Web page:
First, what happens when we take on other people’s projections on us? We make it into a belief about ourselves. So although it may make sense to try to “send it back” we can’t really. We can’t send back a belief we have about ourselves because we made it ourselves. And we cannot will it away.

To me, it makes more sense to work with these beliefs about myself the same way I would work with any thoughts with a charge.

First, what’s an example of this projection-made-into-belief dynamic? Someone may have low self-esteem. They identify with beliefs and identities telling them they are not good enough and so on. So they project that onto us to feel better about themselves. And we may take on that projection through making it into a belief about ourselves. There is nothing inherently wrong or bad about this. It’s natural and understandable. Although as with any belief, these beliefs about ourselves may be stressful and limit how we live our lives.

And how would I work with it? One way is to examine these beliefs more thoroughly, for instance through The Work or the Living Inquiries.

Using The Work, I may examine thoughts such as: He is a jerk. He tries to put me down. He is insecure. I am not good enough. I am less than others. They will see me as not good enough. They won’t like me. They won’t accept me. They won’t love me. All of these, and whatever other thoughts I have, are gateways to really get to see the dynamics of the mind around this issue for me and find what’s more true for me. The thoughts become a valuable gift rather than a threat.

Using Living Inquiries, I may ask myself what the triggering situation says about me. For instance, I am not good enough. I am unlovable. I am less than others. I can explore how my mind creates these identities by combining thoughts and sensations. I can find the earliest memory I have of feeling that way and look at the thoughts and sensations creating that memory and anything associated with it. And in this way, the charge goes out of the identities and painful beliefs.

And although neither of these approaches explicitly talks about projections, that’s exactly what’s going on. Through either of these approaches, we identify, explore, and own projections, and the charge goes out of them. They are not only rendered harmless, they become a valuable asset and genuine gift.

Mild synchronicity: When I wrote this, I happened to listen to Michal Jackson’s Man in the Mirror.

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Sometimes, dull is good

 

A friend of mine (LL) showed me her ring yesterday and explained that the jeweler damaged the original stone and replaced it with a less spectacular stone. She was naturally disappointed, but since our connection is through Breema, our conversation naturally switched into how dull sometimes is good.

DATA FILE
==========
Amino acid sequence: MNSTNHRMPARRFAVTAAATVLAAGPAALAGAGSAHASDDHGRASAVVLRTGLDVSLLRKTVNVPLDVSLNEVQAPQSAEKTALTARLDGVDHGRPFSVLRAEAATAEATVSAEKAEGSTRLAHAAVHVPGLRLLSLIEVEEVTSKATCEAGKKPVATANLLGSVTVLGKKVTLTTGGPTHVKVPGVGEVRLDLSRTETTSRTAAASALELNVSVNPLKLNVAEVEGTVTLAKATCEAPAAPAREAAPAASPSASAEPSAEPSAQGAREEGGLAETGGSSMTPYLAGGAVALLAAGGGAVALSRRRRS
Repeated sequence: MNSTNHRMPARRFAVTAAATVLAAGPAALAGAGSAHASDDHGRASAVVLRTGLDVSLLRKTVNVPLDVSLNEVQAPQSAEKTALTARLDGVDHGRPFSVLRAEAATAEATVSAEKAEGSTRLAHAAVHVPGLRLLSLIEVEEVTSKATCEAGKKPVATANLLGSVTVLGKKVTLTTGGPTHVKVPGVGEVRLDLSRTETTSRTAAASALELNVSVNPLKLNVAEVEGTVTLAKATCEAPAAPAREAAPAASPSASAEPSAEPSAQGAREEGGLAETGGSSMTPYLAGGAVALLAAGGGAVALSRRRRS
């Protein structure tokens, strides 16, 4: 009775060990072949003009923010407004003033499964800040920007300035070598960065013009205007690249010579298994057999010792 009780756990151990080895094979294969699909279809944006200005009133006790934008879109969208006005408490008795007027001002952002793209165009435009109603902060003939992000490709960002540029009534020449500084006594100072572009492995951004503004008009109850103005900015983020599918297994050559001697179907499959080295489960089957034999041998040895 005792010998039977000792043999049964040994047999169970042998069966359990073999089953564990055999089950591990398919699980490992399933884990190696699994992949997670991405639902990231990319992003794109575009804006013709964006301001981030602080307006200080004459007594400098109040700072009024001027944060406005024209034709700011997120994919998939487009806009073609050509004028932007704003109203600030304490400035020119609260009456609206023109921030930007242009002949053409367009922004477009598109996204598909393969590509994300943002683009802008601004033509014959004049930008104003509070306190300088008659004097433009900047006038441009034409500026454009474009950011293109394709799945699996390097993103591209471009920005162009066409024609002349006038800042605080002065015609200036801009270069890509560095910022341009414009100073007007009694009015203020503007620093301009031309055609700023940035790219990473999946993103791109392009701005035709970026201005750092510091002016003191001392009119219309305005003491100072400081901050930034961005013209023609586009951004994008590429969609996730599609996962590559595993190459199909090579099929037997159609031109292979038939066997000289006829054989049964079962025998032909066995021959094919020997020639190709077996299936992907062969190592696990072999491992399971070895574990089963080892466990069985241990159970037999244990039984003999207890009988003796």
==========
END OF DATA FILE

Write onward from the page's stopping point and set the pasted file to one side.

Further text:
In what ways is dull good? The main one that comes to me is that dull is less distracting. It leaves space to notice. For instance, it may help me pay more attention to what someone is saying, or to relationships or people, or to what’s meaningful to me and so on. It can also help me notice what I am.

Also, for instance in Breema class, I notice that whether the instructor is charismatic or not doesn’t matter. The essence is still conveyed. The atmosphere, the sequence. In that sense, dull is good because it shows me that I don’t have to be charismatic. I actually typically enjoy and benefit from classes where the instructor is not.

I notice the same with writing. Sometimes, dull writing is good. If it’s concise and to the point, less flashy or eloquent writing helps me focus on the content. It helps me explore it for myself. I don’t get distracted by the form.

Dull times can be good. If I don’t have so many distractions, it helps me notice what I really want in life and what’s more meaningful to me, and it allows me to find my own creativity and initiative. For instance, being at the cabin can be dull because there are fewer distractions. But it does give me the opportunity to read books, write, swim, go hiking, and have good conversations. And it does help me notice, clarify, and find excitement for what I wish for myself in my life.

Sitting in a meditation retreat for hours, days, and sometimes weeks can be dull. And that dullness is good. It helps me notice the dynamics of my mind. It helps me change my relationship with the content of my experience and befriend it. It helps my mind bring content to the surface so it gets to be seen, felt, and attended to.

When it comes to awakening, a dull experience is good. If the content of my experience is less distracting, it’s easier for me to notice what I am. It’s easier for me to notice myself as that which this experience happens within and as. (As Adya sometimes says, there is a reason why flashy experiences fade and we come back to our ordinary experience. What awakening really is about is here independent of content of experience, and dull experiences are excellent for noticing what we are.)

And more mature spiritual teachers can sometimes seem a bit dull. The flashy ones are often earlier in their awakening and human maturing, and the more mature ones can seem more ordinary and even slightly boring. I would take a boring mature guide or coach over a more flashy one any day.